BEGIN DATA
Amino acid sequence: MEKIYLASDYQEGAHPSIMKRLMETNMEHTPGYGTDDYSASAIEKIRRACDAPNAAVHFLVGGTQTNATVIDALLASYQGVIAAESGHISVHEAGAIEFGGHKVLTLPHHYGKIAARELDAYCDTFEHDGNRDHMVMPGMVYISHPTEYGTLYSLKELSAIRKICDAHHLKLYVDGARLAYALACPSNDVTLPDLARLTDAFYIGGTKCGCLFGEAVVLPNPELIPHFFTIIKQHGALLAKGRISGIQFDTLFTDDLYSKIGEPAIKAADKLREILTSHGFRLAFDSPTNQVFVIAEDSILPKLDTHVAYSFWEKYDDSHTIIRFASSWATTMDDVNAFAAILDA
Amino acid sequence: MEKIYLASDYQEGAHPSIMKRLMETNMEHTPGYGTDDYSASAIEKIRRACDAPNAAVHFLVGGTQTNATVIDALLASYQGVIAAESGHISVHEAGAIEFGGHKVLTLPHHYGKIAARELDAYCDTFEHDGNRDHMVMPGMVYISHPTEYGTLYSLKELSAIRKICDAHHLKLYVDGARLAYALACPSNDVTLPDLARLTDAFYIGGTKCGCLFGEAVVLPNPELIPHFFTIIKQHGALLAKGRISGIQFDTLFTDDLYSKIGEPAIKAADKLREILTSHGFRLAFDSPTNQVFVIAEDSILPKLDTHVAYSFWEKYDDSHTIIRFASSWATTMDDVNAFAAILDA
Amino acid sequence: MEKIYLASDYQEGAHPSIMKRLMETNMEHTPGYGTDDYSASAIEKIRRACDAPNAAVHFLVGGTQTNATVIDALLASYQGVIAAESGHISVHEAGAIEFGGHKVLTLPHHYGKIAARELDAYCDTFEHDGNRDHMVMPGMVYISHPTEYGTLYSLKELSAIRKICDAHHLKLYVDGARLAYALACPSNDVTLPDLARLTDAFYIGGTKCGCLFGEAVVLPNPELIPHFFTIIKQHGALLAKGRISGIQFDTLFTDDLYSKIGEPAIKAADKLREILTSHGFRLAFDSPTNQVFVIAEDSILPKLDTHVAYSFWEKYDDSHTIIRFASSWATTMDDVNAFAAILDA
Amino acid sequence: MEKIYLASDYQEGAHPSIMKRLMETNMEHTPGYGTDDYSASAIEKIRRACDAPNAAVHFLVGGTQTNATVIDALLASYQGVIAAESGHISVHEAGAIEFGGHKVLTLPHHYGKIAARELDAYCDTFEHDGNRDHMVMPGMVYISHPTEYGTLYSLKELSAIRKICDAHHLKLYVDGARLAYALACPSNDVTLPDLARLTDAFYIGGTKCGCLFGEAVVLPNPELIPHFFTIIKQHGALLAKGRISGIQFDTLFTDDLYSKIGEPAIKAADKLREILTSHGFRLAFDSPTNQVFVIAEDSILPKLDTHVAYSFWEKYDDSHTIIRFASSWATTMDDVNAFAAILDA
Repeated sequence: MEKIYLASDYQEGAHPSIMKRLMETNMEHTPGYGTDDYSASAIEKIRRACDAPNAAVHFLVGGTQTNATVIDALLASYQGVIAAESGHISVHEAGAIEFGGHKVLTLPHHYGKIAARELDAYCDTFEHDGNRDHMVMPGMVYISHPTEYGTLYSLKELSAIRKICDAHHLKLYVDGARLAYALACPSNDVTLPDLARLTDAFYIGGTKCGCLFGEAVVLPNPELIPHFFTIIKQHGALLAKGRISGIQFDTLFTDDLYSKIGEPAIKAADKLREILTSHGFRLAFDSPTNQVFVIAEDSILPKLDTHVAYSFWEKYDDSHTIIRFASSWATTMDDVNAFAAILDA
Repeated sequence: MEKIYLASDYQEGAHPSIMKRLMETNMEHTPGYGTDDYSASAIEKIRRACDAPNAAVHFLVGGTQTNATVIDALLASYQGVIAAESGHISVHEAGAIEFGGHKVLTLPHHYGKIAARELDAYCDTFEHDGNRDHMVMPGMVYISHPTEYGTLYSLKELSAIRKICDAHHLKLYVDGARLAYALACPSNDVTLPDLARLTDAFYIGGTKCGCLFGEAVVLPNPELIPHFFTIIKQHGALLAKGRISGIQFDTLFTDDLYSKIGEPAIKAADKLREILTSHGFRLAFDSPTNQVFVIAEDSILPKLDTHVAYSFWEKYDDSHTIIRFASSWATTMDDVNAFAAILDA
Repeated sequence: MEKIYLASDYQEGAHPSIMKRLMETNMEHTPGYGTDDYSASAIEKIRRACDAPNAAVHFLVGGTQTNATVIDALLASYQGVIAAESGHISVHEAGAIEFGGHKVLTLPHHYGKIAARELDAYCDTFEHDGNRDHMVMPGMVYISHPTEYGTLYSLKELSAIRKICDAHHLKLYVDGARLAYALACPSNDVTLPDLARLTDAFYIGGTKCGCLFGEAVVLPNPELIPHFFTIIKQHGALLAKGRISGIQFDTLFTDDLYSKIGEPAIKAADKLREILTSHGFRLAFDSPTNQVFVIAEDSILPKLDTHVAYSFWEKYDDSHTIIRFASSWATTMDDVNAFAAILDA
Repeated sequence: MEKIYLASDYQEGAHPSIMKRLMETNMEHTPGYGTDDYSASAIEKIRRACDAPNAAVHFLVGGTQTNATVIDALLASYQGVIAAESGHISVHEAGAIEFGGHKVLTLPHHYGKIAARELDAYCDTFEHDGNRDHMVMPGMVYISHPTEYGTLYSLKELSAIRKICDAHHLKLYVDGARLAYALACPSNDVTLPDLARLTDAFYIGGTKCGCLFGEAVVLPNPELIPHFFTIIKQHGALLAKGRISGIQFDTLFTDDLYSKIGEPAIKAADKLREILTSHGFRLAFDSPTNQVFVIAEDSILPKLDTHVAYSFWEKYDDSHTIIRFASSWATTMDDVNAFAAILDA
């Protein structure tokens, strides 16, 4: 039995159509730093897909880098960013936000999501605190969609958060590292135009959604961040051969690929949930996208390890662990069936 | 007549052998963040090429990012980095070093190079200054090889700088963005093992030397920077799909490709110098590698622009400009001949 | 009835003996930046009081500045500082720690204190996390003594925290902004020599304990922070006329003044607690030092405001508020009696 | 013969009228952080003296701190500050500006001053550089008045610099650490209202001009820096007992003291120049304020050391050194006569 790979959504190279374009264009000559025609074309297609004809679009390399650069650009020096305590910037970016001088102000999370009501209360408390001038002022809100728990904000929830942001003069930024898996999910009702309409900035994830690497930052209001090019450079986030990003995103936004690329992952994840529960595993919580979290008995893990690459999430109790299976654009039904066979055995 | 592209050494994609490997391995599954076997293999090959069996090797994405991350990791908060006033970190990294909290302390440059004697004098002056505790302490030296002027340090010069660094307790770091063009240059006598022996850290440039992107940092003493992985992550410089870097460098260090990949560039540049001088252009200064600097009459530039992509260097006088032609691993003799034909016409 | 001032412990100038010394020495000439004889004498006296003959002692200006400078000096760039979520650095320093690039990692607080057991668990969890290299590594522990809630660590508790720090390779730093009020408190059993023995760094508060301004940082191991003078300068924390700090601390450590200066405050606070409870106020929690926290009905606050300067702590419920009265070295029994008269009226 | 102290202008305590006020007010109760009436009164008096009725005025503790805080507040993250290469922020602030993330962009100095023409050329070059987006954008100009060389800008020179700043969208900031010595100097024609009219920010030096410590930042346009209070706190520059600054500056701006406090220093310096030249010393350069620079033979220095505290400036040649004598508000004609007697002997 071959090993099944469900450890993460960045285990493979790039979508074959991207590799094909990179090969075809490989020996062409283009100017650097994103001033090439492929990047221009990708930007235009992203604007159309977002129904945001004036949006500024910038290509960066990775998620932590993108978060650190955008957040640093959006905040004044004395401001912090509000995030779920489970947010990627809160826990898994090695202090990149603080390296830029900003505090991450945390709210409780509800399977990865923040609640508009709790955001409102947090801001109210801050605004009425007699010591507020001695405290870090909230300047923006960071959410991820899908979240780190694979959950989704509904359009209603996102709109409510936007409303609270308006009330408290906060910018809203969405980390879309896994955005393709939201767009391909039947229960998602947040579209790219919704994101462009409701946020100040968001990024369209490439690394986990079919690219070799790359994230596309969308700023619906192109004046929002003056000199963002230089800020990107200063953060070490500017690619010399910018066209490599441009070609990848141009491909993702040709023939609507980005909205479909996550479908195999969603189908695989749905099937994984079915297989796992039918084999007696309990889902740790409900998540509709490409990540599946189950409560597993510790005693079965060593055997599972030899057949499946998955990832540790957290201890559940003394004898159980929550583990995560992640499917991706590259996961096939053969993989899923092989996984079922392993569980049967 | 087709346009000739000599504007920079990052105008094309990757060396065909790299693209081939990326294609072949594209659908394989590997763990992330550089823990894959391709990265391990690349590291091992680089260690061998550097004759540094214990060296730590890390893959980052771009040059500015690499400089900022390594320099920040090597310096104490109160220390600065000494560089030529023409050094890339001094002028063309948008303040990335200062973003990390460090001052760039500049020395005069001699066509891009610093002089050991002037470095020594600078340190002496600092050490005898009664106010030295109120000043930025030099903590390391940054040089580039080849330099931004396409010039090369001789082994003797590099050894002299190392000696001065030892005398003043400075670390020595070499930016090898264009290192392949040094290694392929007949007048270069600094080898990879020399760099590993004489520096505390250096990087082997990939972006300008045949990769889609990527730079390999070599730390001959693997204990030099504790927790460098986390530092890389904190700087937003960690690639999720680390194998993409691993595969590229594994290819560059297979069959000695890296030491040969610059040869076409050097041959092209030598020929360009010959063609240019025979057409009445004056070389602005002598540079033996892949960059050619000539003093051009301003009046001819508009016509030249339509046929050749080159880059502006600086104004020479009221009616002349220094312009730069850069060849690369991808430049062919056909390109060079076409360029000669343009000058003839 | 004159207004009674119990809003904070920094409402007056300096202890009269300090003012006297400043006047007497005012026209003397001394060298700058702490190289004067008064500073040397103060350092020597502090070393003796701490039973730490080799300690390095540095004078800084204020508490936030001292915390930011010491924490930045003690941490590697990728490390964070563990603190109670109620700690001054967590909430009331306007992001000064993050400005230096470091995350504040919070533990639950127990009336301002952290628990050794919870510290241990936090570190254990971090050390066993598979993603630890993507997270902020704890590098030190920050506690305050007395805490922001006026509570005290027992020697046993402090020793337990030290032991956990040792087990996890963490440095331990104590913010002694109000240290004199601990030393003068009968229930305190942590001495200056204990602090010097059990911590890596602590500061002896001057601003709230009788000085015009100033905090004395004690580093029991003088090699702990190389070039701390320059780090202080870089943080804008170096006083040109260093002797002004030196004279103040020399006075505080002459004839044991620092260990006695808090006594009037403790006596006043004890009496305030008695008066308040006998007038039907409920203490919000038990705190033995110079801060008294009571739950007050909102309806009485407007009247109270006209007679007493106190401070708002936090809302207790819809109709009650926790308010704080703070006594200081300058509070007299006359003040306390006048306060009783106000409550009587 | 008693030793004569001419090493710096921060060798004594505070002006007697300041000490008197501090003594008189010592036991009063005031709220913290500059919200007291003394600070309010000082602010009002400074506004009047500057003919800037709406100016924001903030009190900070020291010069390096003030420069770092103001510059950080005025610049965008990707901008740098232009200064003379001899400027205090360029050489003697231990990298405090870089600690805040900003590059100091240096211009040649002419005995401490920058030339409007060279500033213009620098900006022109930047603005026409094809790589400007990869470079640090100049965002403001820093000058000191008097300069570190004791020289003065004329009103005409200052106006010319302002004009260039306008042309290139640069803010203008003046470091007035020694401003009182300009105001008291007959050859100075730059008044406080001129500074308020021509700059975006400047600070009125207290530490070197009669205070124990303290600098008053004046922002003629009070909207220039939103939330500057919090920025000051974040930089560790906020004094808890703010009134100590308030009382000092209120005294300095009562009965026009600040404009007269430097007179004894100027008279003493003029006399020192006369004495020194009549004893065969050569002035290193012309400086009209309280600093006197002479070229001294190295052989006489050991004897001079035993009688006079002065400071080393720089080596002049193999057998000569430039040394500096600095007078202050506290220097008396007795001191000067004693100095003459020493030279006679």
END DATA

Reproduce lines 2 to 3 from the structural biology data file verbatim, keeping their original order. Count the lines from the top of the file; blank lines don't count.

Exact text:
Amino acid sequence: MEKIYLASDYQEGAHPSIMKRLMETNMEHTPGYGTDDYSASAIEKIRRACDAPNAAVHFLVGGTQTNATVIDALLASYQGVIAAESGHISVHEAGAIEFGGHKVLTLPHHYGKIAARELDAYCDTFEHDGNRDHMVMPGMVYISHPTEYGTLYSLKELSAIRKICDAHHLKLYVDGARLAYALACPSNDVTLPDLARLTDAFYIGGTKCGCLFGEAVVLPNPELIPHFFTIIKQHGALLAKGRISGIQFDTLFTDDLYSKIGEPAIKAADKLREILTSHGFRLAFDSPTNQVFVIAEDSILPKLDTHVAYSFWEKYDDSHTIIRFASSWATTMDDVNAFAAILDA
Amino acid sequence: MEKIYLASDYQEGAHPSIMKRLMETNMEHTPGYGTDDYSASAIEKIRRACDAPNAAVHFLVGGTQTNATVIDALLASYQGVIAAESGHISVHEAGAIEFGGHKVLTLPHHYGKIAARELDAYCDTFEHDGNRDHMVMPGMVYISHPTEYGTLYSLKELSAIRKICDAHHLKLYVDGARLAYALACPSNDVTLPDLARLTDAFYIGGTKCGCLFGEAVVLPNPELIPHFFTIIKQHGALLAKGRISGIQFDTLFTDDLYSKIGEPAIKAADKLREILTSHGFRLAFDSPTNQVFVIAEDSILPKLDTHVAYSFWEKYDDSHTIIRFASSWATTMDDVNAFAAILDA